The lives of the Joneses and Iqbals intertwine with that of the white, middle-class Chalfens, a Jewish-Catholic family of Cambridge educated intellectuals who typify a distinctive strain of North London liberal trendiness. The father, Marcus Chalfen, is a university lecturer and geneticist working on a controversial 'FutureMouse' project in which he introduces chemical carcinogens into the body of a mouse and is thus able to observe the progression of a tumour in living tissue. By re-engineering the actual genome and watching cancers progress at pre-determined times, Marcus believes he is eliminating the random. The mother, Joyce Chalfen, is a horticulturist and part-time housewife with an often entirely misguided desire to mother and 'heal' Millat as if he were one of her plants. To some extent, the Chalfen family provides a safe haven as they (believe themselves to) accept and understand the turbulent lives of Irie, Magid, and Millat. However, this sympathy comes at the expense of their own son, Joshua, whose difficulties are ignored by his parents. Originally a well-moulded "Chalfenist", Joshua later rebels against his father and his background by joining the radical animal rights group "Fighting Animal Torture and Exploitation" (FATE). Meanwhile, after his return from Bangladesh, Magid works as Marcus's research assistant on the FutureMouse project, while Millat becomes further involved in KEVIN. Irie, who has been working for Marcus, briefly succeeds in her long-hidden attraction to Millat but is rejected under his KEVIN-inspired beliefs. Irie believes that Millat cannot love her, for he has always been "the second son" both symbolically and literally; Millat was born two minutes after Magid. Irie makes Magid the "second son" for a change by sleeping with him right after her romantic encounter of Millat. This causes her to become pregnant, and she is left unsure of the father of her child, as the brothers are identical twins.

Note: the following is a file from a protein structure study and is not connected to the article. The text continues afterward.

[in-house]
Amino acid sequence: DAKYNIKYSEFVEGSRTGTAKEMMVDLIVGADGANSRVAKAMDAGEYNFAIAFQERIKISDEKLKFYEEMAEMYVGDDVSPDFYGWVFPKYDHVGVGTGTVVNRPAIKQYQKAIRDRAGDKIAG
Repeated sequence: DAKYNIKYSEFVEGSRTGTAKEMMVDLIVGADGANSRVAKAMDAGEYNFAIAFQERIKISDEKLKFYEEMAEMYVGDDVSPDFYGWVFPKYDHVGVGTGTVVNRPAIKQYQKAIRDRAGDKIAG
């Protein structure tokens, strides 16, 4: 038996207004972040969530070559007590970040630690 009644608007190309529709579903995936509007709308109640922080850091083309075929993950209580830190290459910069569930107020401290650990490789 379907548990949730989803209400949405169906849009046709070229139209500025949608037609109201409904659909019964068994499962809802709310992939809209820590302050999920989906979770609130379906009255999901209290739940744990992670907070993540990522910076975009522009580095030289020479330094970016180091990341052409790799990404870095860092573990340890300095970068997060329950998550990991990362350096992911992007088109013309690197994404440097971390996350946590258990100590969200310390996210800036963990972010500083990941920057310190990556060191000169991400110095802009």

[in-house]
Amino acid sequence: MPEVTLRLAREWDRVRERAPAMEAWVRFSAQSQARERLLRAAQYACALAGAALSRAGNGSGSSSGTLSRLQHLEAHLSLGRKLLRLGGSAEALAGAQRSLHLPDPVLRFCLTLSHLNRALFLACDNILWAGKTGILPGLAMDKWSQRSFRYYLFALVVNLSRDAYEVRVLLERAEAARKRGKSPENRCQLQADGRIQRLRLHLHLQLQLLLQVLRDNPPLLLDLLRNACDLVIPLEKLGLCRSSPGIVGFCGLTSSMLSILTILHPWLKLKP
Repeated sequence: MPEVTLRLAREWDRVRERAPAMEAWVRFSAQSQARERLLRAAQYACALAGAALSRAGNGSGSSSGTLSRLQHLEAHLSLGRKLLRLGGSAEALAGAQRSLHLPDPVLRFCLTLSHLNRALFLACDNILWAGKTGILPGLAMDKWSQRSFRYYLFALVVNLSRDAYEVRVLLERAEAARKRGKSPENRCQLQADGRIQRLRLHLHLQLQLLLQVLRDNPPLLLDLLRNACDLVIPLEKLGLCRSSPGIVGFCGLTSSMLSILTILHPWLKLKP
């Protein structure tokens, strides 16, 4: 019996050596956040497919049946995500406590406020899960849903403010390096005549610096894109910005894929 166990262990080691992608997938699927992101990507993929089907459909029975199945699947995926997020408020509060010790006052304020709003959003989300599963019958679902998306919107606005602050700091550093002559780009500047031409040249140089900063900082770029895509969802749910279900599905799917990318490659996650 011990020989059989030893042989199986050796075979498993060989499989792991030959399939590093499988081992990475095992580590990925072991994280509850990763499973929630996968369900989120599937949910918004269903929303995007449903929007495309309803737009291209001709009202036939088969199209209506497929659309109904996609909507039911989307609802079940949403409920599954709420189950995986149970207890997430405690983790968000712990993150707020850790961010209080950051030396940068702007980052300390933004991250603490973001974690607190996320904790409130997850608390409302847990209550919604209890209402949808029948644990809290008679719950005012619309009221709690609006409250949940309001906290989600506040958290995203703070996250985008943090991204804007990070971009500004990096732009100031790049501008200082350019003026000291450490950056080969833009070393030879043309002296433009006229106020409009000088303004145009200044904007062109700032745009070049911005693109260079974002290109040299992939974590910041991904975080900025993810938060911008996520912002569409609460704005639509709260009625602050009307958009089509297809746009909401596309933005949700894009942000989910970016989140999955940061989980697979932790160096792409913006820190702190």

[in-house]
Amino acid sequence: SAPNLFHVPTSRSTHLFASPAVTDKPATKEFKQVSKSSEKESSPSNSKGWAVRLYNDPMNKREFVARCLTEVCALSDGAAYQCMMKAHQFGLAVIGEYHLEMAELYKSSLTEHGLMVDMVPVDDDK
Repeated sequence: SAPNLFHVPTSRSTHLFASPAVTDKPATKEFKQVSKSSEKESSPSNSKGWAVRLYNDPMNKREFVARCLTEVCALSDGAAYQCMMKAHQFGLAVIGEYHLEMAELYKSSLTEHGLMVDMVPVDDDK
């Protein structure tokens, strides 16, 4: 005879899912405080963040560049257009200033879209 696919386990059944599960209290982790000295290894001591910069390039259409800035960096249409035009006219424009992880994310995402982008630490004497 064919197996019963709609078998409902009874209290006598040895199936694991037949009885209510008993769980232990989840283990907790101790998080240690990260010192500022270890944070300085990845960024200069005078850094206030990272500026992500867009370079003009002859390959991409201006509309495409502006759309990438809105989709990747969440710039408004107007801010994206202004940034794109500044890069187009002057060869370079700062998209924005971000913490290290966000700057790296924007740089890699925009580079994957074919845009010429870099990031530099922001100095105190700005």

The strands of the narrative grow closer as Millat and KEVIN, Joshua and FATE, and Clara's mother Hortense and the Jehovah's Witnesses all plan to demonstrate their opposition to Marcus's FutureMouse – which they view as an evil interference with their own beliefs – at its exhibition on New Year's Eve 1992. At the Perret Institute, Hortense and the other Jehovah's Witnesses sing loudly in the hallway. Samad goes out to hush them, but when he arrives, doesn't have the heart to make them stop. When he returns, it suddenly strikes him that the founder of the Perret Institute and the oldest scientist on Marcus Chalfen's panel is Dr Perret, the Nazi he captured during World War II. Enraged that Archie did not kill him all those years ago, Samad runs over and begins cursing Archie. Just then, Millat advances on the table of scientists with a gun. Without thinking, Archie jumps in front of him and takes a bullet in the thigh. As he falls, he knocks over the mouse's glass cage, and it escapes.
At the novel's end, the narrator presents us with different "end games" in the style of television. Magid and Millat both serve community service for Millat's crime, since witnesses identify both as the culprit. Joshua and Irie end up together and join Hortense in Jamaica in the year 2000. Mickey opens up the previously men-only O'Connell's pub to women, and Archie and Samad finally invite their wives along with them.